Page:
In post-Soviet countries, ethnic Russians are assimilating to titular nationalities, Kozlov says


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Something unprecedented is happening to ethnic Russians in many post-Soviet states, Vladimir Kozlov of Moscow’s Higher School of Economics says. As a result of intermarriage with members of the titular nationalities, ethnic Russians are watching as their children assimilate to the non-Russian nations.

That is just one of the conclusions he draws on the basis of a study of the ethnic Russian diasporas in Estonia, Latvia, Kazakhstan and Kyrgyzstan where the numbers of ethnic Russians are also falling because of outmigration and a larger number of deaths than births [“Demographic Behavior of the Russian Diasporas in the Baltic Countries and Central Asia” (in Russian), Vestnik Instituta ekonomiki rossiiskoy akademii nauk, 3(2018): 50-60, at as summarized at]

In three of these four countries – Kyrgyzstan is the exception with only six percent – Russians form from a fifth to a quarter of the entire population, Kozlov says. “However, this share is constantly falling,” as a result first and foremost of outmigration and a greater number of deaths than births among an aging population.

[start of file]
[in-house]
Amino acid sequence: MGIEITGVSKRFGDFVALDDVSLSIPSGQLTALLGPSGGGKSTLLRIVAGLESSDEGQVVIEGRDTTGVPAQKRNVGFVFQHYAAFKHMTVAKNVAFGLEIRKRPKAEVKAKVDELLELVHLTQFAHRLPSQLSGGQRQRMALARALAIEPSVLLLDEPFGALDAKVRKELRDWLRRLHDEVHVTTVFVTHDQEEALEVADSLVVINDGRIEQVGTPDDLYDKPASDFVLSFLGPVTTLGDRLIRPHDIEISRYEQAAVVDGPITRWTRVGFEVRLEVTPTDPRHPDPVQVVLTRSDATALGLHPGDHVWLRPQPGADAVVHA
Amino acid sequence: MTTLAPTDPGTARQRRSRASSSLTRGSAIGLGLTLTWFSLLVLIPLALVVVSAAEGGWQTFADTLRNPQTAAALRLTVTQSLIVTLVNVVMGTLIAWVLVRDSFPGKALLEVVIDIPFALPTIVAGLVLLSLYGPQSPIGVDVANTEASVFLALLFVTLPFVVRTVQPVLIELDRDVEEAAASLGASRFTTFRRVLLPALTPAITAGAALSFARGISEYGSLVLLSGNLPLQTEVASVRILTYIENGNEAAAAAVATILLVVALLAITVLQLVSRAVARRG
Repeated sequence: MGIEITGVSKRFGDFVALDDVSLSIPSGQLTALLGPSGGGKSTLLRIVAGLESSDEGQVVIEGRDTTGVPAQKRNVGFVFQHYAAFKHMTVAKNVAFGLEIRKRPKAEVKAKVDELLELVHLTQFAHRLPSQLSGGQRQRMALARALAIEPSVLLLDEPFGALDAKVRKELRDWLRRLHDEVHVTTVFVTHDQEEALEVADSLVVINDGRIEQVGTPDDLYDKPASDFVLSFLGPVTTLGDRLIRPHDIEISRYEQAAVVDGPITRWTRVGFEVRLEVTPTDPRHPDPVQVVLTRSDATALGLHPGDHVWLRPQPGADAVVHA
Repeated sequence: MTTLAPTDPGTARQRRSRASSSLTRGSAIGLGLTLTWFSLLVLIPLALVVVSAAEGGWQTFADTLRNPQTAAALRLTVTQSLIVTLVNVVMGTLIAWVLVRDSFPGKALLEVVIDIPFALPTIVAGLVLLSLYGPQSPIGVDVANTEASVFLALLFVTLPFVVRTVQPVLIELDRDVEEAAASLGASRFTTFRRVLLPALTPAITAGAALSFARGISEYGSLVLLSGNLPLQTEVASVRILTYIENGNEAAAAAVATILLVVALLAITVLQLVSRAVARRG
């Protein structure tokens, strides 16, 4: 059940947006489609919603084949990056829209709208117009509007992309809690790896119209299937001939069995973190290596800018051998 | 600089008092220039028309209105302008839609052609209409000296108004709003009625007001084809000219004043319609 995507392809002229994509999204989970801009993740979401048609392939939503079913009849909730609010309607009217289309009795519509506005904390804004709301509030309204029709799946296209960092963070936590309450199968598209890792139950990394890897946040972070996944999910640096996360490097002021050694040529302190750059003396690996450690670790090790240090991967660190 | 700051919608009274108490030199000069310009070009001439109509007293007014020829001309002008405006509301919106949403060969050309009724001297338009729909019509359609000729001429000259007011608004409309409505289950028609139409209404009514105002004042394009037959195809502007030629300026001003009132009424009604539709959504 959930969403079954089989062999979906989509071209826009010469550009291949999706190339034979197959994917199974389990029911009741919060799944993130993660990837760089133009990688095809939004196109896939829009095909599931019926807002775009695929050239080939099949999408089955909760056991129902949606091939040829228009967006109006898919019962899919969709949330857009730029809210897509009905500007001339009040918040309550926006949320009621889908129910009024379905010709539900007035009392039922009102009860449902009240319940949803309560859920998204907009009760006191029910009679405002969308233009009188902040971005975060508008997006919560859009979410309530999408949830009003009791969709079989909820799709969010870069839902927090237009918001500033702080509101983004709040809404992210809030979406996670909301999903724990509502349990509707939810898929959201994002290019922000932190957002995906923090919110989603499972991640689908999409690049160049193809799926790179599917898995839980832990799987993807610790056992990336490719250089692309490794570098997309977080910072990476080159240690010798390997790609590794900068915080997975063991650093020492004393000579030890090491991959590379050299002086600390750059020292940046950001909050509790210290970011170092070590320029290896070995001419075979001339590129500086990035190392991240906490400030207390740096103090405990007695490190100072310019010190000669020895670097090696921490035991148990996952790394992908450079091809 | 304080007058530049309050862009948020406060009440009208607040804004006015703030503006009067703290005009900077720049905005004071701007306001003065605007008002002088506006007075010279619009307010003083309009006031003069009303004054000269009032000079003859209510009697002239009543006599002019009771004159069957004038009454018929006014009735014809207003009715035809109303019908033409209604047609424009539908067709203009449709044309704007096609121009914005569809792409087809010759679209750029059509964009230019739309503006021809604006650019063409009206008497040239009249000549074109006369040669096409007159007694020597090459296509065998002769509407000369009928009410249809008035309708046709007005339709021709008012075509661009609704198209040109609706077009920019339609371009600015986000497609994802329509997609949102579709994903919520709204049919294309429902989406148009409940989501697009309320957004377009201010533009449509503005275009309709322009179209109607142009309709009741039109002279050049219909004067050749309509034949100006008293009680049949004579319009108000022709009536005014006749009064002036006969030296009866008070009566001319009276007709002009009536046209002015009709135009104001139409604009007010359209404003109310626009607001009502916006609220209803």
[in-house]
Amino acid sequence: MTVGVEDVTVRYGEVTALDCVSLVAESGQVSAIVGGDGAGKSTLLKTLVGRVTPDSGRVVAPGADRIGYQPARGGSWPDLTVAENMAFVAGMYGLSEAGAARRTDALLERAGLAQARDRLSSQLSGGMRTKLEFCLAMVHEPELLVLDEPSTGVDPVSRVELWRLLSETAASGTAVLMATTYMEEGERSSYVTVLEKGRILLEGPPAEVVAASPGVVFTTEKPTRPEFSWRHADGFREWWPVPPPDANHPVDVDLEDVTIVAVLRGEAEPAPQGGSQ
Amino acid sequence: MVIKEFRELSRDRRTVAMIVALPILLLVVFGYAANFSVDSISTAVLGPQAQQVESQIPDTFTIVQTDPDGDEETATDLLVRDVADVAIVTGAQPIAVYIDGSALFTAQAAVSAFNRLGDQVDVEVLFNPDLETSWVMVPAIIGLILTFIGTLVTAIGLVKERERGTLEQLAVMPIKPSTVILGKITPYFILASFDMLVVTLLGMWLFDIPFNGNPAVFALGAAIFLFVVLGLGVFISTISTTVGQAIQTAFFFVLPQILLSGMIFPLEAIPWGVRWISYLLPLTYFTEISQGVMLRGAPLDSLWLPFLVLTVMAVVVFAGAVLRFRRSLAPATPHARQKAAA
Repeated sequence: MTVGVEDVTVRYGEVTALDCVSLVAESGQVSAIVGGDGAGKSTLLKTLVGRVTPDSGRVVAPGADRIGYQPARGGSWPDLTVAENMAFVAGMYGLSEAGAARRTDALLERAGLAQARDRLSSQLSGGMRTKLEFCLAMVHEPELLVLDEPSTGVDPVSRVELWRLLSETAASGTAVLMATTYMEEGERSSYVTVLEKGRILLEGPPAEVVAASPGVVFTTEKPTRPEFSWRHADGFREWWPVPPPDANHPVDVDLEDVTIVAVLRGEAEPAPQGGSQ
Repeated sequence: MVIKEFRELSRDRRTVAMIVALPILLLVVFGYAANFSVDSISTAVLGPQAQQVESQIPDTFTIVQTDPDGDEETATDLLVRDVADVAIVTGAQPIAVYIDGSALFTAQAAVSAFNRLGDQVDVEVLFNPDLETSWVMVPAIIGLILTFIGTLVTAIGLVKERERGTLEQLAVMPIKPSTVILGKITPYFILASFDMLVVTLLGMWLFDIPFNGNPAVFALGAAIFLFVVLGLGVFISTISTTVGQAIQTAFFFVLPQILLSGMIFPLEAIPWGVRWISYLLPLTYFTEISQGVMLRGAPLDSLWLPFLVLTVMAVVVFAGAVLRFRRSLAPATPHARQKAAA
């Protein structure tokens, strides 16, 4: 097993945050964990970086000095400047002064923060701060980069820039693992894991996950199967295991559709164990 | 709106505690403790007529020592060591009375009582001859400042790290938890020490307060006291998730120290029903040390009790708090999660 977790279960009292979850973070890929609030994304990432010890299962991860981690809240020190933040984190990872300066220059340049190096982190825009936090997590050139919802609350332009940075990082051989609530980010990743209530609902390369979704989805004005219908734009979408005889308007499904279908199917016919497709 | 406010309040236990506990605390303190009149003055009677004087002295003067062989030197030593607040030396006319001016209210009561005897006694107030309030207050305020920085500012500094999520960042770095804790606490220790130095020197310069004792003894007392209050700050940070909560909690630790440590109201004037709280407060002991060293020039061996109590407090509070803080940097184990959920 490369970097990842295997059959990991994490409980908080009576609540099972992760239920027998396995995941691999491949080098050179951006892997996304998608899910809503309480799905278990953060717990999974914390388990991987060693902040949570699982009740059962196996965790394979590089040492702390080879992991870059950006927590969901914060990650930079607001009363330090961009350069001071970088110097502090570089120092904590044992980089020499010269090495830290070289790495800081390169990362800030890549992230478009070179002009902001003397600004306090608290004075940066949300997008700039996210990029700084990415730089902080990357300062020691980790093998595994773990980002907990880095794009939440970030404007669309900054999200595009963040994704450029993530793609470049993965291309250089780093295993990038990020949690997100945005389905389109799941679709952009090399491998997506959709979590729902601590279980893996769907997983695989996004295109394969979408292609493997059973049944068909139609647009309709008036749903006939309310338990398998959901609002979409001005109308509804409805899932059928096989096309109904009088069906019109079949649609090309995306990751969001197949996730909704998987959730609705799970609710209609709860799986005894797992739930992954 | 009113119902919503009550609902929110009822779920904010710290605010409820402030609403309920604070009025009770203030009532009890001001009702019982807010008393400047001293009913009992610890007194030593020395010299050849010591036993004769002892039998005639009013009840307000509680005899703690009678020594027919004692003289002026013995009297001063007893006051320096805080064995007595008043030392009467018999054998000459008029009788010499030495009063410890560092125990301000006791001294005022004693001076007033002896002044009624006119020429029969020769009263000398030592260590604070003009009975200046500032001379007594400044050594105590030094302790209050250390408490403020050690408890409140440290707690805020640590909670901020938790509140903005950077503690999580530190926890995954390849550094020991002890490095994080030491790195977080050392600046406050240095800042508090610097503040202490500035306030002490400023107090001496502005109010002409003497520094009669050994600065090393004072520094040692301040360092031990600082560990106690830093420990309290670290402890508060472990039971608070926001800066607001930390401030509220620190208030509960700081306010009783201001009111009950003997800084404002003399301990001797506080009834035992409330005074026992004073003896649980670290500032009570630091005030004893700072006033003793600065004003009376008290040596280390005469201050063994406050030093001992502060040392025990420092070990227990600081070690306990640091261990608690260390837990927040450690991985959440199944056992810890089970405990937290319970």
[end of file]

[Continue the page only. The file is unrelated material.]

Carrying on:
“Assimilation,” he continues, is “a less significant factor” but it exists and works in the following way: “In inter-ethnic marriages, the children can choose the titular nationality” rather than Russian. This is characteristic both for the Baltics – in Latvia there are many mixed families – and in Kazakhstan.”Change in share of ethnic Russians from 1989

“Young people also may with time change their national self-identification in favor of the basic one in the republic. But this has been typical more often in other countries, including Moldova, Belarus, and Ukraine.” Ethnic Russians are not only decreasing in number but becoming significantly older than members of the titular nationality, pushing down birthrates still further and increasing death rates among the Russians.

The major cities of these countries, which used to be dominated by ethnic Russians no longer are. Instead, the exit of ethnic Russians and the influx of non-Russians from rural areas is changing them almost overnight from bastions of Russian culture into centers of non-Russian life and identity, Kozlov says.

He notes that in all the republics, the number of births per woman per lifetime among Russians is lower than among those in the titular nationality, and mortality among adult [Russians] is higher” than among adult members of the titular peoples. Ethnic Russians have fewer children in these countries than do members of the titular nationalities.

The titular nations also have greater life expectancies than do the ethnic Russians living among them, with a slight advantage in Kazakhstan and a much larger one in Estonia. Kozlov says that demographers are unanimous that this reflects far greater consumption of alcohol by Russians than by members of the titular nationalities.

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Edited by: A. N.

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